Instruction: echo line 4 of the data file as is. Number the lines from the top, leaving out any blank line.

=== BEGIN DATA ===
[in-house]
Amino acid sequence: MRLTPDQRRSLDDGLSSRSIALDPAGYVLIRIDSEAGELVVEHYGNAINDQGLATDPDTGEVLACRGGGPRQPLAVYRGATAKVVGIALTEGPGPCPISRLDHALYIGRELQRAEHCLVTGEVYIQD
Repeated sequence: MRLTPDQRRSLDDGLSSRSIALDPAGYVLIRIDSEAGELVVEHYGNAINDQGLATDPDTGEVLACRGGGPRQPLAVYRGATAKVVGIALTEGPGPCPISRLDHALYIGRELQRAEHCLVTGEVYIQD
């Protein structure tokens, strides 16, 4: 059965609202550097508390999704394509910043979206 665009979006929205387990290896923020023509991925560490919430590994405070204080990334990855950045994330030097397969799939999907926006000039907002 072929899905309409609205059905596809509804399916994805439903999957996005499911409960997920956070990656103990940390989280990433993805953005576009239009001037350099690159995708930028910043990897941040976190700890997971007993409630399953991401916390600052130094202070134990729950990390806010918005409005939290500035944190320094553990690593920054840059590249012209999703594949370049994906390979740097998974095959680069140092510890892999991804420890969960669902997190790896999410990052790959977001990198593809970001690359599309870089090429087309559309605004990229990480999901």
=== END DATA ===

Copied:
């Protein structure tokens, strides 16, 4: 059965609202550097508390999704394509910043979206 665009979006929205387990290896923020023509991925560490919430590994405070204080990334990855950045994330030097397969799939999907926006000039907002 072929899905309409609205059905596809509804399916994805439903999957996005499911409960997920956070990656103990940390989280990433993805953005576009239009001037350099690159995708930028910043990897941040976190700890997971007993409630399953991401916390600052130094202070134990729950990390806010918005409005939290500035944190320094553990690593920054840059590249012209999703594949370049994906390979740097998974095959680069140092510890892999991804420890969960669902997190790896999410990052790959977001990198593809970001690359599309870089090429087309559309605004990229990480999901």